When I was a kid we had an aquarium with a betta in it, also known as a Siamese fighting fish. We were told that male betta fish try to kill each other on sight, so you are definitely not supposed to hold a mirror up to the side of the tank to make it look like it has a competitor.
Of course we had to try it once, and it did indeed try to fight its mirror-bound intruder, so my dad made us stop before it hurt itself. When we took the mirror away, it resumed its normal routine of lazily swimming around, as though its foe had never been there at all. It didn’t seem to remember the other fish or worry about it.
I assume it moved on so quickly because fish do not have the ability, as we do, to entertain imaginary scenarios in their heads. They respond to what they’re experiencing — a hostile fish staring at them, an attractive fish flirting with them — but they don’t swim around reminiscing about past scuffles and rehearsing potential future ones. As a salmon flings itself upstream, it does not suffer recurring mental images of being torn apart by a bear or filleted on a rock. It just swims and eats as instincts dictate, and maybe it will make it and maybe not, but it doesn’t agonize over its range of possible fates.
We humans are so used to fretting over predicted and remembered scenarios that we forget that our entire lives still occur in the present, including all of that fretting about hypotheticals. We can barely imagine what it’s like for most animals, who only experience what’s actually happening. We can’t imagine it because that means we’d be imagining what it would be like to never have developed imagination.
And think about how crazy a development that was: at some point, one of earth’s creatures began to experience a new kind of sense perception. It began to experience ghostly images and sensations representing events that happened to it in the past, and could happen again later, and these sensations inform the creature’s actions in the present, perhaps even to defy its instincts!
A creature that has these surreal visions might be inclined to avoid same bushes where it once got snapped at by a snake, or to seek a certain field marked by a Y-shaped tree, where it once found too many seeds to carry. These mysterious, wispy sensations (which we know now as thoughts) were so useful in bolstering survivability that their descendants still live today, and are in fact us.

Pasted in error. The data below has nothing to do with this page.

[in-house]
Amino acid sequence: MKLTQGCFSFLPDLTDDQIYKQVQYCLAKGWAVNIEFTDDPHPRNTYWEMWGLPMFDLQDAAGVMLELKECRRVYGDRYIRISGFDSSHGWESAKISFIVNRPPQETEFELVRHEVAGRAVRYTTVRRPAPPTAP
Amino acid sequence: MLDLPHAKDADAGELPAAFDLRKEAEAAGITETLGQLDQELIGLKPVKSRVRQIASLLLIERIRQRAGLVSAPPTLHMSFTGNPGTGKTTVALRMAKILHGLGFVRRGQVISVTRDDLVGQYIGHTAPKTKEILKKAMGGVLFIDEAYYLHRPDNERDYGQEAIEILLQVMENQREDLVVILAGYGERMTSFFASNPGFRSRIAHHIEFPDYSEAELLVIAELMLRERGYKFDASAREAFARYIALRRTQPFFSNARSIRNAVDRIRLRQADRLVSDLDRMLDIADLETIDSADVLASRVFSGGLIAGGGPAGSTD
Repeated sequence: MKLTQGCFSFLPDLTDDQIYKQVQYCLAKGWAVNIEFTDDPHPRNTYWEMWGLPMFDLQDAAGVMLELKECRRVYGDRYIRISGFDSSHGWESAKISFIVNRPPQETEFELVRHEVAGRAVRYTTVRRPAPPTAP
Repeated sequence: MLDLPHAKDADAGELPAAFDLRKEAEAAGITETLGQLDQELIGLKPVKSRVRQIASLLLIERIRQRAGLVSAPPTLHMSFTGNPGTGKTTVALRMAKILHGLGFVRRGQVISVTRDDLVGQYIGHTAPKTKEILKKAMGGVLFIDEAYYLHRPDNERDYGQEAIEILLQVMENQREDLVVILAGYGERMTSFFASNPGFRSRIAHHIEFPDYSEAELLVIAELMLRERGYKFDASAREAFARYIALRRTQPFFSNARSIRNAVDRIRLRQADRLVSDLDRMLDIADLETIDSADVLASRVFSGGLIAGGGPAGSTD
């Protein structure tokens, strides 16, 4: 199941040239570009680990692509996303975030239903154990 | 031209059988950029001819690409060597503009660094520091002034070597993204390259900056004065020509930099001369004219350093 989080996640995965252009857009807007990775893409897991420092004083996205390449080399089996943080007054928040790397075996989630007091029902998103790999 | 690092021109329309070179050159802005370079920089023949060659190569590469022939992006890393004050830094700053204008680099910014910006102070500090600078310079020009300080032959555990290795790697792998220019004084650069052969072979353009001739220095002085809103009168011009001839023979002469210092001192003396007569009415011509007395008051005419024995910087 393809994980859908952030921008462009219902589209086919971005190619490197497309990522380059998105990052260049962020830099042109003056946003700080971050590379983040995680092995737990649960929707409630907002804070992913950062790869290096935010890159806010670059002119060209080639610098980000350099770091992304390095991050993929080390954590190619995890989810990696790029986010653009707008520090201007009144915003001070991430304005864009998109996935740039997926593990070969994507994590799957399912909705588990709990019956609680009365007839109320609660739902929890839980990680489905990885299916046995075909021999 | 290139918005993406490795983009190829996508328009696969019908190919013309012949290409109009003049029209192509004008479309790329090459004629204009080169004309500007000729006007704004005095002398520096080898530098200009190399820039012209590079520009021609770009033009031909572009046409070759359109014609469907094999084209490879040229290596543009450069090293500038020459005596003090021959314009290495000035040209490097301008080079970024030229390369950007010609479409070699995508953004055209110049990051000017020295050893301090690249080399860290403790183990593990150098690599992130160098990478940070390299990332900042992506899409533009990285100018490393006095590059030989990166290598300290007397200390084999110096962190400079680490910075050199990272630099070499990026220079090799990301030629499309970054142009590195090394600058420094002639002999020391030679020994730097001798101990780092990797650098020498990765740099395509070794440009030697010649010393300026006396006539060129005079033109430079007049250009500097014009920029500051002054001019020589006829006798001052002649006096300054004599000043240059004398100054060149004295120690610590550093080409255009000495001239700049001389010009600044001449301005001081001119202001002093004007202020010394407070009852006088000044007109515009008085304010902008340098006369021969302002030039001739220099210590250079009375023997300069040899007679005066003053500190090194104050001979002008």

Unfortunately, there’s a huge downside to having this ability, which is that these hypothetical mind-events cause us a lot of pain. We relive years-old humiliations, read the wrong things into people and situations, ache for pleasures we don’t have access to, and fret over catastrophes that never happen. Thought alone can make a perfectly healthy creature completely miserable.
Thoughts aid survival by letting us test out propositions without having to act them out and trigger their full consequences. As philosopher Alfred North Whitehead is credited as saying, “The reason we have thoughts is so that our ideas can die instead of ourselves.” To think about something is to summon up visions of multiple paths into the future, and assess which paths might end well and which might not. By interrogating a few prospective future paths, you can throw out the ideas that look like they’ll end in your doom (pick berries by the snake-hole; go up to that other guy and take his furs) and act out the ones that hedge against those dangers (make the longer trek to a snakeless food source; refrain from snatching the furs and angering someone bigger than you). In this way, thinking helps us circumvent much of the natural carnage of real-life trial and error — your unwise ideas can die instead of you.
In other words, thinking can greatly reduce the cost of trial and error, because most of our trials can be mental instead of physical.
However, that means using this ability is hard on our psyches. Thinking of your doom triggers much of the same emotional suffering as real-life pains and losses, it’s just that your bones and tissues remain safe. A fish might experience the sensation of being mauled by a predator once in its life. For us, it could be a thousand times — the specter of doom is much more prevalent in our experience.
Recognizing thought for what it is — a mild hallucination that offers a physically safer form of trial and error — can spare us a lot of that kind of suffering. If thoughts are meant to die instead of ourselves, it’s vital that we do let them die. We need to make sure we dispose of thoughts after they’ve made their appeal, because they’ll stick around as long as you let them. In my experience, a train of thought will insist on its own necessity as long as you humor it, just as even the lowest-quality job applicants will remain in sell-themselves mode until they’re politely shown how to leave the premises.
When I wrote about the corner glimpsing exercise a few months ago, my intention was to show people something an easily overlooked fact about thoughts: they can be thrown out. You can simply drop them mid-spiel:
Throwing out thoughts is something to practice, using a technique like Corner Glimpsing or just by uttering an inner “No thanks” and doing something with the body instead. You just drop it and move, putting your attention into anything physical and real.
This “drop-and-move-on” move feels dangerous at first. This is because the mind knows you’re abandoning mental trial-and-error for the physical kind again, and the mind’s entire purpose is to keep the body from messing itself up in the real world. The mind forgets, though, that ultimately the body is the part of you that has to get on with things and live in that real world, and nothing good can happen until it starts doing that again.
Photos by Worochat Sodsri, Brandon, and Simon Berger